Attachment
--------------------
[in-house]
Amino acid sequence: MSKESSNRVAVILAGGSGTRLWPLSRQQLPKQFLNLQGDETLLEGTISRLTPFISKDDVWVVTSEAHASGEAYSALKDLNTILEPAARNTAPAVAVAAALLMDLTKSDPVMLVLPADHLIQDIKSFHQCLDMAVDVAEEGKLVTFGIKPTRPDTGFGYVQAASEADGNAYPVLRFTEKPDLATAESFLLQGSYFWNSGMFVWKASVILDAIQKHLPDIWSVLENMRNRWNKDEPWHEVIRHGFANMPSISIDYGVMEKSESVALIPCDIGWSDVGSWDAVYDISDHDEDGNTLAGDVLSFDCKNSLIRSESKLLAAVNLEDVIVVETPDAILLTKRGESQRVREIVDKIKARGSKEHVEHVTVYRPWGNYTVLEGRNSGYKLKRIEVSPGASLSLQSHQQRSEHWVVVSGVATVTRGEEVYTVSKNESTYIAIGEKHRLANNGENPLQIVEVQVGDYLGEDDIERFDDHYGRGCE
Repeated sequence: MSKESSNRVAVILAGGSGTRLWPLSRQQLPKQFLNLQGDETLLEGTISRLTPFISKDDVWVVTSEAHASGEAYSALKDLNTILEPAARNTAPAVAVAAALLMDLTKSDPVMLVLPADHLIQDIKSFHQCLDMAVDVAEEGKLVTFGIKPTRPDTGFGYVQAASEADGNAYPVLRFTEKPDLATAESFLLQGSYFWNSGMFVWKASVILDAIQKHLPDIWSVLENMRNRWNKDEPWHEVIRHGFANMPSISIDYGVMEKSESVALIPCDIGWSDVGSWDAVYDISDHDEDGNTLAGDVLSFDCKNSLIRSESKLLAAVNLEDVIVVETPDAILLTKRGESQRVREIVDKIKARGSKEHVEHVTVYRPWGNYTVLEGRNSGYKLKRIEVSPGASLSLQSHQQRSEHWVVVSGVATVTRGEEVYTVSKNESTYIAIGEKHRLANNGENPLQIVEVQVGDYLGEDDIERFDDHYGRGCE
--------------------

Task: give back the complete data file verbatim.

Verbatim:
[in-house]
Amino acid sequence: MSKESSNRVAVILAGGSGTRLWPLSRQQLPKQFLNLQGDETLLEGTISRLTPFISKDDVWVVTSEAHASGEAYSALKDLNTILEPAARNTAPAVAVAAALLMDLTKSDPVMLVLPADHLIQDIKSFHQCLDMAVDVAEEGKLVTFGIKPTRPDTGFGYVQAASEADGNAYPVLRFTEKPDLATAESFLLQGSYFWNSGMFVWKASVILDAIQKHLPDIWSVLENMRNRWNKDEPWHEVIRHGFANMPSISIDYGVMEKSESVALIPCDIGWSDVGSWDAVYDISDHDEDGNTLAGDVLSFDCKNSLIRSESKLLAAVNLEDVIVVETPDAILLTKRGESQRVREIVDKIKARGSKEHVEHVTVYRPWGNYTVLEGRNSGYKLKRIEVSPGASLSLQSHQQRSEHWVVVSGVATVTRGEEVYTVSKNESTYIAIGEKHRLANNGENPLQIVEVQVGDYLGEDDIERFDDHYGRGCE
Repeated sequence: MSKESSNRVAVILAGGSGTRLWPLSRQQLPKQFLNLQGDETLLEGTISRLTPFISKDDVWVVTSEAHASGEAYSALKDLNTILEPAARNTAPAVAVAAALLMDLTKSDPVMLVLPADHLIQDIKSFHQCLDMAVDVAEEGKLVTFGIKPTRPDTGFGYVQAASEADGNAYPVLRFTEKPDLATAESFLLQGSYFWNSGMFVWKASVILDAIQKHLPDIWSVLENMRNRWNKDEPWHEVIRHGFANMPSISIDYGVMEKSESVALIPCDIGWSDVGSWDAVYDISDHDEDGNTLAGDVLSFDCKNSLIRSESKLLAAVNLEDVIVVETPDAILLTKRGESQRVREIVDKIKARGSKEHVEHVTVYRPWGNYTVLEGRNSGYKLKRIEVSPGASLSLQSHQQRSEHWVVVSGVATVTRGEEVYTVSKNESTYIAIGEKHRLANNGENPLQIVEVQVGDYLGEDDIERFDDHYGRGCE